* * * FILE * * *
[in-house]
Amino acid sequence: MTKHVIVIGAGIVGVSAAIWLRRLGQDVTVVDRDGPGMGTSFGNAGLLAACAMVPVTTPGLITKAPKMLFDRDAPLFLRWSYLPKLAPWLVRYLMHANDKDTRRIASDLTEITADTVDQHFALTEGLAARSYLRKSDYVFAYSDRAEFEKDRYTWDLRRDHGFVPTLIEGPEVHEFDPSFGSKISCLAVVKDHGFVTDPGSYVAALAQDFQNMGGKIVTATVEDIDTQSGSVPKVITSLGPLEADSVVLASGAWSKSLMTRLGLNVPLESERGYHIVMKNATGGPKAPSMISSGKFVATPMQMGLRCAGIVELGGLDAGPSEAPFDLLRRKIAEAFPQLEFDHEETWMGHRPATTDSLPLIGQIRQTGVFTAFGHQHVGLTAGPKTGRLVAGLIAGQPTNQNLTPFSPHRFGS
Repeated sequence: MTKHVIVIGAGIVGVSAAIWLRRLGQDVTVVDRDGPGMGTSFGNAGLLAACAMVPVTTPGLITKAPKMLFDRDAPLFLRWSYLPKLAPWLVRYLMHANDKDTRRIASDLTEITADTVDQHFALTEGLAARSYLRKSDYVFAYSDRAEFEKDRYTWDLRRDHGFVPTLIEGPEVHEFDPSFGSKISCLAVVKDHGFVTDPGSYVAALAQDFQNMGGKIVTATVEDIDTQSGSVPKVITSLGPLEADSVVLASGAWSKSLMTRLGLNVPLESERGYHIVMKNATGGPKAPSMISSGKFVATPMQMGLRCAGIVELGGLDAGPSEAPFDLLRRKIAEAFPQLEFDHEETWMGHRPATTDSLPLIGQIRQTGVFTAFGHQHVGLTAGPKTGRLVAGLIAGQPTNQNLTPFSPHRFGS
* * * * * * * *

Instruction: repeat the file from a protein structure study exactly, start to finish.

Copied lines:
[in-house]
Amino acid sequence: MTKHVIVIGAGIVGVSAAIWLRRLGQDVTVVDRDGPGMGTSFGNAGLLAACAMVPVTTPGLITKAPKMLFDRDAPLFLRWSYLPKLAPWLVRYLMHANDKDTRRIASDLTEITADTVDQHFALTEGLAARSYLRKSDYVFAYSDRAEFEKDRYTWDLRRDHGFVPTLIEGPEVHEFDPSFGSKISCLAVVKDHGFVTDPGSYVAALAQDFQNMGGKIVTATVEDIDTQSGSVPKVITSLGPLEADSVVLASGAWSKSLMTRLGLNVPLESERGYHIVMKNATGGPKAPSMISSGKFVATPMQMGLRCAGIVELGGLDAGPSEAPFDLLRRKIAEAFPQLEFDHEETWMGHRPATTDSLPLIGQIRQTGVFTAFGHQHVGLTAGPKTGRLVAGLIAGQPTNQNLTPFSPHRFGS
Repeated sequence: MTKHVIVIGAGIVGVSAAIWLRRLGQDVTVVDRDGPGMGTSFGNAGLLAACAMVPVTTPGLITKAPKMLFDRDAPLFLRWSYLPKLAPWLVRYLMHANDKDTRRIASDLTEITADTVDQHFALTEGLAARSYLRKSDYVFAYSDRAEFEKDRYTWDLRRDHGFVPTLIEGPEVHEFDPSFGSKISCLAVVKDHGFVTDPGSYVAALAQDFQNMGGKIVTATVEDIDTQSGSVPKVITSLGPLEADSVVLASGAWSKSLMTRLGLNVPLESERGYHIVMKNATGGPKAPSMISSGKFVATPMQMGLRCAGIVELGGLDAGPSEAPFDLLRRKIAEAFPQLEFDHEETWMGHRPATTDSLPLIGQIRQTGVFTAFGHQHVGLTAGPKTGRLVAGLIAGQPTNQNLTPFSPHRFGS